I still have need of wildlife photos, and I am also asking for pictures of polydactylous cats for a future Caturday post. If you have such a cat or know one, please send pictures (perhaps two: the cat and its paw) and a brief paragraph of description. Oh, and give the number of toes if you know them. I have six cats so far but would like a dozen.
Today we have some insect photos by Mark Sturtevant, whose notes, links, and IDs are indented. You can enlarge the photos by clicking on them.
Here are some pictures of insects taken early in the 2020 season.
In a place I call the Magic Field, I got lucky and came across a mass emergence of digger bees. These solitary bees (Anthophora sp.) nest in the ground, and over a short period of time young bees emerge in large numbers, leaving distinctive holes every couple feet in the ground. So on that day I came across high hundreds of swarming bees around the parking lot (this caused some alarm with the other human visitors). The bees would be almost all males, waiting for females to emerge. They were very randy and restless, but some males were pretty exhausted and here is one of them.
Next up is a focus stacked picture of a coral-winged grasshopper nymph (Pardalophora apiculata). The nymphs often have this dull color after overwintering, possibly because they are about to molt. Coral-winged grasshoppers normally have intricate green markings as camouflage.
Another early-season arrival to the Magic Field are the appropriately named festive tiger beetles (Cicindela scutellaris). These gorgeous predatory beetles common on the sunny trails, where they hunt for small insects and for mates. Some are mainly green, but most are mainly purple. Other color variations are also very festive, as shown in the link.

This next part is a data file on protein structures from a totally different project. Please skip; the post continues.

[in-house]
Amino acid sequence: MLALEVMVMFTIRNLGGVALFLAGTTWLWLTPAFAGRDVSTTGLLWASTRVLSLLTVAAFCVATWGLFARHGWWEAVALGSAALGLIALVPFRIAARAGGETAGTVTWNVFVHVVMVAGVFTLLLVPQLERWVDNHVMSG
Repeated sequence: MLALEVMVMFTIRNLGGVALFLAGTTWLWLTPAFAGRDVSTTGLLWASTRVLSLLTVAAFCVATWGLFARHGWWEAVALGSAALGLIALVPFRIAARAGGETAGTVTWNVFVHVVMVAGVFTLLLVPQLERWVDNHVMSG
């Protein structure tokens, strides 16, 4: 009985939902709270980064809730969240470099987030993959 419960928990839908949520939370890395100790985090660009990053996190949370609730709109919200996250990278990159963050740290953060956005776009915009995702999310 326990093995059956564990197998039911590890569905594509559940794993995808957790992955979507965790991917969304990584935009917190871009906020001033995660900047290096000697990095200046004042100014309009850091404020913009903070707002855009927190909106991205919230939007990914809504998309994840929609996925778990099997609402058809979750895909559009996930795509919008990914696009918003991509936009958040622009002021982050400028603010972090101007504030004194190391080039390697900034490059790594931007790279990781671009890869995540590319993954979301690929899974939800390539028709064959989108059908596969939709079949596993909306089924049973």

Anyone trying to photograph tiger beetles will know that they can be a challenge, as they are always alert and fast. But they also have very short memories, so if you park yourself where they patrol, they soon forget about you and come wandering back. Festives can even get a little friendly, so more than once I’ve had one crawl right onto my hand.
I revisited the trails over several days in order to experiment with getting focus stacked pictures of tiger beetles. Some of the pictures shown here (and I have LOTS of pictures now) were taken by simply bracketing the focus by hand (here, the camera can be either moved a little, or the focus ring can be turned a little with each picture). Others were taken with the help of the Helicon Fb tube on the camera. This handy gadget allows one to do rapid focus bracketing while shooting in burst mode, as explained in the link.
I am rather chuffed about the last picture, since the Entomological Society of America is starting up a photography section on its social media sites, and this one was selected to be included some time soon.